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Exclusive: Transmutex raises $23M to recycle nuclear waste

Illustration of a recycling bin with green radioactive drips around the top.

Illustration: Gabriella Turrisi/Axios

Nuclear engineering startup Transmutex has raised $23.2 million to produce energy and nuclear fuel from radioactive waste.

Driving the news: Surging energy demand from data centers and AI development has reignited interest in the need to build more nuclear power plants.

How it works: Most nuclear reactors use uranium-235, an expensive isotope that can also make a nuclear weapon.

  • Transmutex says it's designed a particle accelerator and fuel system that can run on cheaper and safer metals such as thorium.
  • The design converts nuclear waste into fresh reactor fuel while generating a modest amount of energy.

What they're saying: "Our primary purpose is not to produce electricity," CEO Franklin Servan-Schreiber tells Axios.

  • "Our primary purpose is to destroy the long-lived waste that is plaguing the industry and to transform it into new fuel that will be used in regular reactors."

State of play: The Biden administration in November said it wants to triple nuclear energy production by 2050 to meet the country's climate goals and fulfill spiraling electricity demand.

  • Nuclear energy is the single largest source of zero-emissions energy in the U.S., producing about 20% of the country's electricity.

Yes, but: Some 88,000 tons of nuclear waste are sitting in storage across the U.S., with another 2,000 tons added every year.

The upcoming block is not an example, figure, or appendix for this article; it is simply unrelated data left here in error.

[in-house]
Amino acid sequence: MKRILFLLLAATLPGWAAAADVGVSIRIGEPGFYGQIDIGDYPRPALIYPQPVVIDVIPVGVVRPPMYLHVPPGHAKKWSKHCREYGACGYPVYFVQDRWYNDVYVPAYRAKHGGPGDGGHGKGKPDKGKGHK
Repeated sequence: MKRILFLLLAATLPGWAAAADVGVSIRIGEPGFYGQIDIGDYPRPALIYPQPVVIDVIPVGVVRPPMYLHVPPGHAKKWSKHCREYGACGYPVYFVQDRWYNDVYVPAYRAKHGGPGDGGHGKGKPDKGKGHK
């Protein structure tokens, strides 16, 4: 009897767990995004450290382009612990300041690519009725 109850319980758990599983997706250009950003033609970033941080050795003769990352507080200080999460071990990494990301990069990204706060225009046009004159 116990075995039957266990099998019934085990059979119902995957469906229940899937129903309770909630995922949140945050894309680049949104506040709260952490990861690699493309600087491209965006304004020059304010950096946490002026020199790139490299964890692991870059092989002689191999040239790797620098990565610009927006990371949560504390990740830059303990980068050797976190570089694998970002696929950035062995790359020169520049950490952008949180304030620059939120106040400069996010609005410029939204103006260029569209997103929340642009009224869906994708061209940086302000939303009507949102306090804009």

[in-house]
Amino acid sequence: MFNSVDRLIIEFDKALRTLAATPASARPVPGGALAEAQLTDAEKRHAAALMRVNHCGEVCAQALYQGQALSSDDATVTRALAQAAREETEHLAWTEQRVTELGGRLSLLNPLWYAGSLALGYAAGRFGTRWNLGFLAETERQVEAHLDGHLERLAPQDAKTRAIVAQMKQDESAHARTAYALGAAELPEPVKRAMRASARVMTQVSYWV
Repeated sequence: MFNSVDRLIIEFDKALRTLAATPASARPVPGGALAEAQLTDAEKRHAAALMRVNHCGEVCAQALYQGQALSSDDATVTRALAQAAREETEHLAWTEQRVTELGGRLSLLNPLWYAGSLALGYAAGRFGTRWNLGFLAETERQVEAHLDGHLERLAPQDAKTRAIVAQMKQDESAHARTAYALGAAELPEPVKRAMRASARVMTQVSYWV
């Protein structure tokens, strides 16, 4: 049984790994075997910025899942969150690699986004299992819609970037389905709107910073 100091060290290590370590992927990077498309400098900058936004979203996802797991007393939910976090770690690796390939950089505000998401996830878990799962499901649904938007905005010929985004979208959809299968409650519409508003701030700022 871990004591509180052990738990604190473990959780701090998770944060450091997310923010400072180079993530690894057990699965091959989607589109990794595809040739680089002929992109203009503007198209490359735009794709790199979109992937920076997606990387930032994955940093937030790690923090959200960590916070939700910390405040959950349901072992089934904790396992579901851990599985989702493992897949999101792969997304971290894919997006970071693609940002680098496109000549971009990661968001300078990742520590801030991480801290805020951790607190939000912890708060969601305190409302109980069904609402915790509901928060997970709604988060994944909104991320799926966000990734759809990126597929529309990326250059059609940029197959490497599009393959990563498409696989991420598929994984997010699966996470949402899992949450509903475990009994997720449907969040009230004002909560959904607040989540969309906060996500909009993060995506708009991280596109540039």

• Efforts to recycle the fuel or develop a long-term storage site have collapsed in scandals, which in turn have prompted opposition to building new nuclear plants.

Of note: The most prominent U.S. effort to develop a permanent waste repository, at Yucca Mountain in Nevada, saw costs spiral to $100 billion before congressional opposition all but killed the project.

  • Even if the site were completed, it would be filled to capacity as soon as it opened — and that's not accounting for advanced nuclear energy projects like small modular reactors that are now in development.

💭 Our thought bubble: Particle accelerators and nuclear reactors sound ultra-expensive. But all Transmutex needs to do is convince government policymakers that its approach is cheap, safe, and workable.

Driving the news: Union Square Ventures and Steel Atlas led the company's all-equity round, which closed this month.

  • At One Ventures, HCVC, AlleyCorp, House Of Ventures, Presight Capital, Verve Ventures, FONGIT and Tiny Supercomputer Investment joined.
  • At One partner Helen Lin and Steel Atlas partner Cameron Porter joined Transmutex's board.

What's next: Transmutex has completed a digital twin simulation of its system. It's now in talks with government agencies in Europe and Asia to build the company's first 300 MW site, at an estimated cost of $2 billion to $3 billion.

  • The Geneva-based company plans to raise several hundred million dollars to begin construction in the next three years, Servan-Schreiber says. "Once we find a customer, we plan to do a Series B," he notes.
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